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Posted on January 12, 2023 (5783) By Rabbi Yissocher Frand | Series: | Level:

These divrei Torah were adapted from the hashkafa portion of Rabbi Yissocher Frand’s Commuter Chavrusah Tapes on the weekly portion: #1232 – Placing A Person in a Non-Kosher Mental Institution. Good Shabbos!

I will share a brilliant insight on this week’s parsha from the Tolner Rebbe (Rabbi Yitzchok Menachem Weinberg of Jerusalem).

The pasuk says in Parshas Shemos “…See all the wonders that I have placed in your hand, and you shall do them before Pharaoh and I will harden his heart and he will not send away the nation. And you shall say to Pharaoh, ‘Thus says Hashem, My son, My firstborn, Israel.'” (Shemos 4:21-22). Rashi writes on the words “My son, My firstborn, Israel” as follows: “This is an expression of greatness (lashon gedula).” In other words, the Hebrew word Bechor here does not necessarily mean firstborn, it connotes greatness.

After Rashi gives the “simple interpretation” (pshuto), he then cites the Medrashic interpretation, which indeed takes the word Bechor in its literal sense: “Here the Almighty certified the sale of the birthright by Eisav to Yaakov.” It is as if the Holy One places His signature on the document of sale that Eisav wrote up, selling his rights of being the firstborn to his younger brother.

Three questions may be asked here:

  1. All the way back in Parshas Bereshis, Rashi says “There are many Medrashim, but I have come only to provide the “P’shuto shel Mikra” (the simple interpretation of Scripture). This pasuk that we just quoted is actually just one of the dozens and dozens of Medrashim that Rashi brings. When Rashi bring a Medrash, it is because something is bothering Rashi and the “pshat” just does not adequately solve the issue. Therefore, Rashi marshals a Medrash to help elaborate a deeper interpretation of the pasuk. The question we need to pose here is what is the problem with this pasuk? What was lacking in the simple interpretation, which prompted Rashi to bring a Medrash for deeper understanding?
  2. The transfer of the Birthright between Eisav and Yaakov was an event which occurred approximately 250 years earlier. Why does Hashem suddenly certify this sale now?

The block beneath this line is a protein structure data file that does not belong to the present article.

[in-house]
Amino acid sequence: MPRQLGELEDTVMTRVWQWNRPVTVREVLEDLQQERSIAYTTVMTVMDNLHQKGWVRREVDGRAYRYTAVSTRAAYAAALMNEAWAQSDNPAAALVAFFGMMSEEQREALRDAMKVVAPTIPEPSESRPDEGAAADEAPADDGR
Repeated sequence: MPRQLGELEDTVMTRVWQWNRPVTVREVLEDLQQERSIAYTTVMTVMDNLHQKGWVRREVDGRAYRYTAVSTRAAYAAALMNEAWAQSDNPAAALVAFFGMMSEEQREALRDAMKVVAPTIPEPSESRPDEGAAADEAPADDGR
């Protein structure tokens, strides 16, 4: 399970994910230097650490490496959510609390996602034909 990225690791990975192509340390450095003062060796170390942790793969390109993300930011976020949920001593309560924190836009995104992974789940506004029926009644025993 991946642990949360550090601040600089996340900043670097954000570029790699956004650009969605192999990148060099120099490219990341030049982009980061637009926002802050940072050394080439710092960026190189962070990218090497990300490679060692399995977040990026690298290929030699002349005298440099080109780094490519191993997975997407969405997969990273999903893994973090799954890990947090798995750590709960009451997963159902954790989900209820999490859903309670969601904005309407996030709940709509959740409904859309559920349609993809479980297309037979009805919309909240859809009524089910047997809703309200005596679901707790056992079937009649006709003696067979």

3. This is a generic question. The Halacha is that a firstborn is entitled to a “double portion” of his father’s estate—double what any of his brothers receive. Why did the Torah grant the firstborn a double portion? We just finished learning the tragic story of Yosef and his brothers. It all started with Yaakov showing favoritism to Yosef and giving him something that he did not give to his other sons. The Talmud teaches (Shabbos 10b) that a father should NOT show favoritism to one brother over another. And yet here the Torah says that a firstborn receives a double portion! Why did the Torah do that?

Those are the three questions: Why was it necessary to bring the Medrash? Why now? And in general, why does a Bechor get “pi shnayim“?

To answer these questions, the Tolner Rebbe postulates three principles:

Principle #1: There are few things that are more disgusting to Hashem than a person who is a kafui tov (ingrate). The Medrash of Rav Eliezer states “There is nothing as difficult to handle for the Holy One Blessed Be He as someone who ignores a favor done for him.”

Principle #2: The Meshech Chochma in this week’s parsha explains that a Bechor receives a double portion because a father owes hakaras hatov (gratitude) to his firstborn son for having made him into a father. Fatherhood is an entirely different chapter of a person’s life, which enhances the worth and essence of an individual. The firstborn is the one who makes his father into a father.